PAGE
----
In FIG. 2, numerals 11I, 11Q designate non-return to zero signals (hereinafter referred to as "NRZ signals") corresponding to I channel and Q channel respectively, numeral 12 designates a D-type latch circuit, numerals 13I, 13Q designate NRZ signals of the I channel and the Q channel being latched, numerals 14I, 14Q designate Nyquist filters for the band limitation, numeral 15 designates quadrature modulator, numeral 2 designates an oscillator for generating a carrier 2a, numeral 4 designates an RF signal subjected to modulation by QPSK, numeral 16 designates a variable attenuator where attenuation amount is controlled by voltage or current, numeral 5 designates an RF power amplifier, and numeral 6 designates an amplified RF output signal. Numeral 18 designates a clock generator for generating clocks with rate of 16 times as large as symbol rate, numeral 19 designates an equi-output point extraction means, numeral 20 designates a 16-division counter, numeral 21 designates a switch group for previously setting values of four bits, numeral 22 designates a digital comparator for inputting a value of the counter 20 as one input and a value determined by the switch 21 as other input and for comparing both inputs, and a sample timing signal 23 is output at coincident state of each value in the digital comparator and becomes output of the equi-output point extraction means 19. Also numeral 7 designates an RF output power detector, a sample-and-hold circuit 17 samples output of the RF output power detector 7 in timing of the sample timing signal 23 and holds the sampled output, a differential amplifier 8 as voltage difference output means inputs the output of the sample-and-hold circuit 17 and the reference voltage, numeral 9 designates an LPF, and numeral 10 designates a feedback control signal input to the variable attenuator 16.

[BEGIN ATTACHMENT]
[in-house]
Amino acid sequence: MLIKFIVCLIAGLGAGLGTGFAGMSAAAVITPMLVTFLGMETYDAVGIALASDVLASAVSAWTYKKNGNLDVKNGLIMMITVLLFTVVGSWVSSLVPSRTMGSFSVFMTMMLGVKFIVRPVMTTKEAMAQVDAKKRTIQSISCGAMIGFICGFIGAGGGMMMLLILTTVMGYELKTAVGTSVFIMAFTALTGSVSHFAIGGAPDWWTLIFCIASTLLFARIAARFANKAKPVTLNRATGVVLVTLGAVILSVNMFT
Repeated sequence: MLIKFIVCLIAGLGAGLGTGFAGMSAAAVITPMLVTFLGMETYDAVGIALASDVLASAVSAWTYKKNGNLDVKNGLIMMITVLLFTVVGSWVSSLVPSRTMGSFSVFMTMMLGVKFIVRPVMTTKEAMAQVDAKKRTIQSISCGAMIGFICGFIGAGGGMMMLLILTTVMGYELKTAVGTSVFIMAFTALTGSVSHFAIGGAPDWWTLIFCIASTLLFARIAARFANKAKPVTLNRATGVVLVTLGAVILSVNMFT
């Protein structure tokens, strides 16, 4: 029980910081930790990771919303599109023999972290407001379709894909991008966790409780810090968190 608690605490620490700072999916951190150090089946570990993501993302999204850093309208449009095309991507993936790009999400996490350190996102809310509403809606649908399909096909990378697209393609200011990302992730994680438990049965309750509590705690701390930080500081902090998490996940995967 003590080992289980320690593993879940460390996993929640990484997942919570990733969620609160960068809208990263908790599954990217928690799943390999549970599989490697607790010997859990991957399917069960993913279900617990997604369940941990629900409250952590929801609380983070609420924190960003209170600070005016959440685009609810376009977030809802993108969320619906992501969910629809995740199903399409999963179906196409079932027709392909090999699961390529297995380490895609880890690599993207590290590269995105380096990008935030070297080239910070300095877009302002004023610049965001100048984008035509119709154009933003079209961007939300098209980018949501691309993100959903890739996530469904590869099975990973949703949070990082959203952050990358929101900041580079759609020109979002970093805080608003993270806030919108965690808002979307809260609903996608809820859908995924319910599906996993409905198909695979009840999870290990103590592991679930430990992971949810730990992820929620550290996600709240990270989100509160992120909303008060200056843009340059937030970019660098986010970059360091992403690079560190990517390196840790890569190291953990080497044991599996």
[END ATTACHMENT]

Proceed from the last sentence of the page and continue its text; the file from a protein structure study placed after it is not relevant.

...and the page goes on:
Next, operation will be described.
First, input NRZ signals 11I, 11Q of two system are latched in prescribed symbol rate in a D-type latch circuit 12. The latched NRZ signals 13I, 13Q are subjected to the band limitation by Nyquist filters 14I, 14Q respectively, and are input to a quadrature modulator 15. In the quadrature modulator 15, a carrier 2a and an output value of the Nyquist filter 14Q are multiplied by a multiplier 15b, and a 90° phase-shifted signal of the carrier 2a and an output value of the Nyquist filter 14I are multiplied by a multiplier 15a, and both outputs of the multipliers 15a, 15b are added in an adder 15c, thus the adding result becomes a modulated RF signal 4 being QPSK signal of the RF band. The modulated RF signal 4 is controlled in level by a variable attenuator 16 controlled by a loop as hereinafter described, and then is amplified by an RF power amplifier 5 to the power required for the transmission and is output as an RF output signal 6.